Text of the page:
'Hook's' Rufio, Dante Basco, Remembers "Great Mentor" Robin Williams
Of all the fond memories Dante Basco has of working with Robin Williams on Hook, their time getting ready on set in the mornings are his most cherished.
"My favorite movie going into the film was Dead Poets Society, and we spent hours on end, away from everyone else, just getting ready in the morning, talking about poetry," Basco told The Hollywood Reporter on Thursday, which marked the second year since Williams' death.
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Basco, 15 years old when he played the leader of the Lost Boys, Rufio, in the 1991 film, says he learned valuable life lessons from Williams, his "great mentor," who taught him kindness and compassion, which he carries with him today.
"Robin was a unique star in a town full of stars," Basco tells THR.
Basco, now 40, recently starred in the comedy, The Head Thieves, which is on the festival circuit. He is also a partner in production company Kinetic Films, based in Hawaii, and a playwright.
In Steven Spielberg's Hook, Basco and Williams played adversaries for a portion of the movie, but their time off camera was the total opposite, Basco says.
"He would bring in poems he wanted me to read, and I was writing poetry a lot," he says. "He ended up giving me Walt Whitman's 'Leaves of Grass,' this really beautiful leather-bound book for my wrap present, and I gave him a hat that said 'Oh Captain, My Captain' that I got stitched up at a swap meet."
The two kept in touch through the years, and Basco says he could always expect a Christmas card from his friend.
Then the world seemed to stop for a moment when it was reported that Williams had died. The news was especially tough for Basco, calling it a "quiet time" for himself.
"I was really, really — it was like the death of my childhood," he says. "You look back at your life, the people who you worked with and there are 'growing up' moments. And that definitely felt like a 'growing up' moment in my life."
Basco, happy to talk about his days on the Hook set, says Williams made his fellow actors feel special and valuable, a trait not common in Hollywood. "He was just a warm and welcoming spirit, and that, for me, will live forever," he adds.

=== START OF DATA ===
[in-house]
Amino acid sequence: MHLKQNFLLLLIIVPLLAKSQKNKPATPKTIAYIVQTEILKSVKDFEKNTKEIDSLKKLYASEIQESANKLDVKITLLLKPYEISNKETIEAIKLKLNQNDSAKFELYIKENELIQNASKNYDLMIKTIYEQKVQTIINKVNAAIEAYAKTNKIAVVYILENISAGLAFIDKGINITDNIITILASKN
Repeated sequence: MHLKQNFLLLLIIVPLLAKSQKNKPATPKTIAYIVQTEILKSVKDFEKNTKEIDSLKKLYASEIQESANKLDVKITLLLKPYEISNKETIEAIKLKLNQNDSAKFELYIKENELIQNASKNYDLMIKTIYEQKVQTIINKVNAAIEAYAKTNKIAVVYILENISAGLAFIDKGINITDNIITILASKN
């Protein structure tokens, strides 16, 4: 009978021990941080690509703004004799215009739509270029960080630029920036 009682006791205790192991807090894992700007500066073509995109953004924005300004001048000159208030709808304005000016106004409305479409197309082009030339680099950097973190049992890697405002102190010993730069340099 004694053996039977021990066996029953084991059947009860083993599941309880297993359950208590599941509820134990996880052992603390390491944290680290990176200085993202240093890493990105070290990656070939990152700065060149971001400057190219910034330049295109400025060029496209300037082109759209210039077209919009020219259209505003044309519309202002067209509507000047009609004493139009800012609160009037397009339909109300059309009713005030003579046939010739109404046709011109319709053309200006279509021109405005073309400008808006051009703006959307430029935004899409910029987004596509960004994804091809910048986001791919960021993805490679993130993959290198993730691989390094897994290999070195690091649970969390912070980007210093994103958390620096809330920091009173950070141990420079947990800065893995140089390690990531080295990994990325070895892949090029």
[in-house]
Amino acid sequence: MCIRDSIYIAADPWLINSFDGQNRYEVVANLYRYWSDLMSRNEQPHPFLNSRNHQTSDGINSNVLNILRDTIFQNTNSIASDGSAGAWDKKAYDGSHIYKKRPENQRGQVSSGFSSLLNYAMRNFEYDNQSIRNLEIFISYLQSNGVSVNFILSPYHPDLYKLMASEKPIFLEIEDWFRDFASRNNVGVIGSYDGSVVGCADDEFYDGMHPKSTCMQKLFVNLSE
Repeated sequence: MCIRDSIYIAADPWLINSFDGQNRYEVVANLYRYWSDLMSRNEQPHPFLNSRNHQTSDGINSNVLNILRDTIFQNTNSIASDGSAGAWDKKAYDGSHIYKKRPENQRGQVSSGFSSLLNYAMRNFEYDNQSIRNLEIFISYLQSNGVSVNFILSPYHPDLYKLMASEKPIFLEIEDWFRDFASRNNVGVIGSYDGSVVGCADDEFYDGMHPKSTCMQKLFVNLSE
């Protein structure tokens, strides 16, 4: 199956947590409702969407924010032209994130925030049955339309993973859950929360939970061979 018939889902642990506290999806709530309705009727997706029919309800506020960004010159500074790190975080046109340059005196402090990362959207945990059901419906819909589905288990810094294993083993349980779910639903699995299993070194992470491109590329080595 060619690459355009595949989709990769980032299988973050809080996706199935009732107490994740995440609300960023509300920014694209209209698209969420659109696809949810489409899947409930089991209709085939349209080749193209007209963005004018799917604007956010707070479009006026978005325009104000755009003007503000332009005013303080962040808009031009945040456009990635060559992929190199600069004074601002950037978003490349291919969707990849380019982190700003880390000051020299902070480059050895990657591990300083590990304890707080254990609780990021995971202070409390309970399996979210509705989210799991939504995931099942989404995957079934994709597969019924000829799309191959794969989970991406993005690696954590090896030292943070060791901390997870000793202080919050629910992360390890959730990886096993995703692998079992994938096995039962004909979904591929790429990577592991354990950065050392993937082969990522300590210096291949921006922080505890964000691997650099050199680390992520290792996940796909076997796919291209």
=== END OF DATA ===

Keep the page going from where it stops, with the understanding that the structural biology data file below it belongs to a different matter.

Basco's favorite scene with Williams in Hook is at the dinner table of the Lost Boys fort when Peter and Rufio trade insults at a rapid-fire pace.
"Robin was amazing, take after take, and it was fun getting to sword fight verbally. I stuck to the script, he did what he does," Basco adds, marveling at Williams ability to improv.
The children all loved Williams, but Basco says the Lost Boys also had a fondness for Dustin Hoffman, who played Captain Hook.
"He also has a ton of energy," Basco remembers, chuckling as he recalls the time Hoffman showed up to the set in a brand new sports car.
"He had a brand new Porsche and there was this one time all the Lost Boys jumped in and were just hanging out. They were on the hood and everything," Basco says, laughing. "He didn't mind. He was like that, a very cool cat."
Basco was recently reunited with his fellow Lost Boys for a full-costumed photo shoot, for the 25th anniversary of Hook.
Since Williams' passing, Basco says he watched their film once, calling the experience "beautiful."
"Robin had a never-ending child-like energy and that's what we all miss," Basco says. "He's like the favorite uncle who really had the Peter Pan in him."
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